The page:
Throughout all the changes in web development over the years, the server has been a constant. Regardless of the languages, tools, and frameworks used, there’s always a server running the code. And that’s something that hasn’t changed. What has changed is that cloud providers now make it easy for software engineers to focus on writing their code, without having to focus on the underlying server.
In this course, you'll build a serverless web application using Python 3.6. You'll use Lambda, API Gateway, S3, DynamoDB, and Cognito to create a multi-user to-do list application based on Vue.js.
Note: The Apple M1 chip isn't compatible with this course currently. We recommend using a different device.
- Outline the architecture of a serverless web application
- Set up the AWS services required for the app
- Create and deploy an API using Python 3.6
- Explain the value of creating unit tests
- Use a Cognito User Pool within your app
- DevOps Engineers
- Site Reliability Engineers
- Familiar with AWS
- Development experience
- Familiar with the CLI
Welcome back. In this lesson, we're going to download the code that we're going to use later on in the course. We're not going to go through it in this lesson, we'll go through it later on and I wanna get it locally, so that we'll have it when we need it. The code is in the whelmed repo here, it's called ca-python-serverless and I'll add a link to this in the description for the course.
That way you can click it, you don't have to type this out manually. So you can see here, there's not much to it, there's a directory for front end code, there's a directory for our tests. There's a directory for the actual API, that's the code that's we'll be deploying and a Vagrant file. We're going to use Vagrant to actually spool up the virtual machine and make sure it has all the development tools we need.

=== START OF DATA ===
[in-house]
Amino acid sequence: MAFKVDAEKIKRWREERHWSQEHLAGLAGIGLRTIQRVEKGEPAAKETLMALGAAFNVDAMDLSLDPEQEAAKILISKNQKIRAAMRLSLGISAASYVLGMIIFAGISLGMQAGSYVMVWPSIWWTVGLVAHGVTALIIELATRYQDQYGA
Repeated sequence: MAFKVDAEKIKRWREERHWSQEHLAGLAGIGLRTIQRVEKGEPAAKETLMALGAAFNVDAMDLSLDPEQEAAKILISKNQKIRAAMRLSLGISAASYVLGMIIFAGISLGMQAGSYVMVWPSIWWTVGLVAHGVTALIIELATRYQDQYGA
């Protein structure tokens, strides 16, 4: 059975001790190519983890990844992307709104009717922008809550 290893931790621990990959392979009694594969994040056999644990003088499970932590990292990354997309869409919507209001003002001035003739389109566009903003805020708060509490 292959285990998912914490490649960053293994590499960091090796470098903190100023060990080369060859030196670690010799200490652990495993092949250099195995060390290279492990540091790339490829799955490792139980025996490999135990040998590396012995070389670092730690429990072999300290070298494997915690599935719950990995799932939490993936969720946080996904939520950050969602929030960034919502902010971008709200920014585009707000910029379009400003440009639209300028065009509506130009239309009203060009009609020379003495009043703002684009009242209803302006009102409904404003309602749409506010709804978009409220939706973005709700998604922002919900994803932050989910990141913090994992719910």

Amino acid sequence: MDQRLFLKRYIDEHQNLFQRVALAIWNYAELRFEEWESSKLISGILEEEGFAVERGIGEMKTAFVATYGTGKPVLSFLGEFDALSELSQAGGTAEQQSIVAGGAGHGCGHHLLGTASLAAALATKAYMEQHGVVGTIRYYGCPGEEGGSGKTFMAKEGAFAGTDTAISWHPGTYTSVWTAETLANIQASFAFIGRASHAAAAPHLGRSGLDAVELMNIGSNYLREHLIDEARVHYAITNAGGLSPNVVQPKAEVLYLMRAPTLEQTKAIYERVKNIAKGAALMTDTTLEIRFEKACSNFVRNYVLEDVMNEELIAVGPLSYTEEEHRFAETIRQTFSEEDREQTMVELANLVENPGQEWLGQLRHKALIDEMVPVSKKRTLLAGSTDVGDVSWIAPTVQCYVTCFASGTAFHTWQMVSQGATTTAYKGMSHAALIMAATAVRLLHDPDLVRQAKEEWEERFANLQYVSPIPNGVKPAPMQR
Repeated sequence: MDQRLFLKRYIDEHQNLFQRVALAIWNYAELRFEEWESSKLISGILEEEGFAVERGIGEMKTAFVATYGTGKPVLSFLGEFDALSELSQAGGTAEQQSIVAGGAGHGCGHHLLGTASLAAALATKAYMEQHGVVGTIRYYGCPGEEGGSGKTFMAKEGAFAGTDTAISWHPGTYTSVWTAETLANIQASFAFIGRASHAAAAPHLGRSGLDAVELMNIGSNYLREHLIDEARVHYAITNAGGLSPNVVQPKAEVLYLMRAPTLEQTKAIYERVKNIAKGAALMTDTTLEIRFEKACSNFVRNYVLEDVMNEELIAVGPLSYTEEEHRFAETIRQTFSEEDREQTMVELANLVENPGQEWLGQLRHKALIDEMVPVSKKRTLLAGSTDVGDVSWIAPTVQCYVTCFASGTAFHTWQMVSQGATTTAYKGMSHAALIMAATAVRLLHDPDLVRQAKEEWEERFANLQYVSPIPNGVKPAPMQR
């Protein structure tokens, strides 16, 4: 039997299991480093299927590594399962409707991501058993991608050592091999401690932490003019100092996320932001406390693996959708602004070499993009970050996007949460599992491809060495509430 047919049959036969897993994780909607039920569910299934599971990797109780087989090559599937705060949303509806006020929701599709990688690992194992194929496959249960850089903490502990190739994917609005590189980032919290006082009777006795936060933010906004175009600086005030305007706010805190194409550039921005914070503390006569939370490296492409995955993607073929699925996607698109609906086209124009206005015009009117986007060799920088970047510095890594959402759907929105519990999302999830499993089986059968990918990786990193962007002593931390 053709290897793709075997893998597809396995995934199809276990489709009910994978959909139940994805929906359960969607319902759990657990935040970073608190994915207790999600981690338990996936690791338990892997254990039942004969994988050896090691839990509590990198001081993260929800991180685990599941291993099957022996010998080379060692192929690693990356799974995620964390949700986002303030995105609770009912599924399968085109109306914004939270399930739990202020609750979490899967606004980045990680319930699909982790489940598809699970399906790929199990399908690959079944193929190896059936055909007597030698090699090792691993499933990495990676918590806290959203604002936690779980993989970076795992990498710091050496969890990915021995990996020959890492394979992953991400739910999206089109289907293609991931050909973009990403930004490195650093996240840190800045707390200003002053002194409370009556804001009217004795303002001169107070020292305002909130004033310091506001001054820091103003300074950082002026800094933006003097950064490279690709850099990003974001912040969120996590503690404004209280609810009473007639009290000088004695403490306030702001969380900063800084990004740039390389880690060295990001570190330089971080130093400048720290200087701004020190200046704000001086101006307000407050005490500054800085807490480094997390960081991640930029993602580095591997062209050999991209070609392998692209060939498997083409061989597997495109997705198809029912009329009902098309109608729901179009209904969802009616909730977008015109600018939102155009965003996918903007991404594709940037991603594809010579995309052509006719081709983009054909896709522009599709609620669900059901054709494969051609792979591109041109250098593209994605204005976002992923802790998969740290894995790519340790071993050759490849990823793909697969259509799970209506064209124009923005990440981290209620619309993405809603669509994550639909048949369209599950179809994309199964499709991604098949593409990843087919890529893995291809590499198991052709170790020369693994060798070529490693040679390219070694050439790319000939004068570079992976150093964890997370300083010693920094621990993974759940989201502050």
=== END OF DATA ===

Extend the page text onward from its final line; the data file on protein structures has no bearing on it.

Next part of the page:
There's a deploy, and there's a test runner. So, there's not much to it, but it has what we need to finish the rest of the course. So, let's click on the copy here, we're gonna copy this link. And let's head into a terminal. So I'm already in the projects directory. This is where I want my code to live. So I'll just type git clone and command V to paste.
Okay, let's cd into that ca dash and tab. Perfect. If we list off the directory structure here, you can see that it matches what was in a browser. So we have our code, it's ready to go, but before we can actually do anything with it, we have to start setting up the services and that's what we'll do in the next lesson.
So if you're ready to setup some services in AWS, then I'll see you in the next lesson.
Ben Lambert is a software engineer and was previously the lead author for DevOps and Microsoft Azure training content at Cloud Academy. His courses and learning paths covered Cloud Ecosystem technologies such as DC/OS, configuration management tools, and containers. As a software engineer, Ben’s experience includes building highly available web and mobile apps. When he’s not building software, he’s hiking, camping, or creating video games.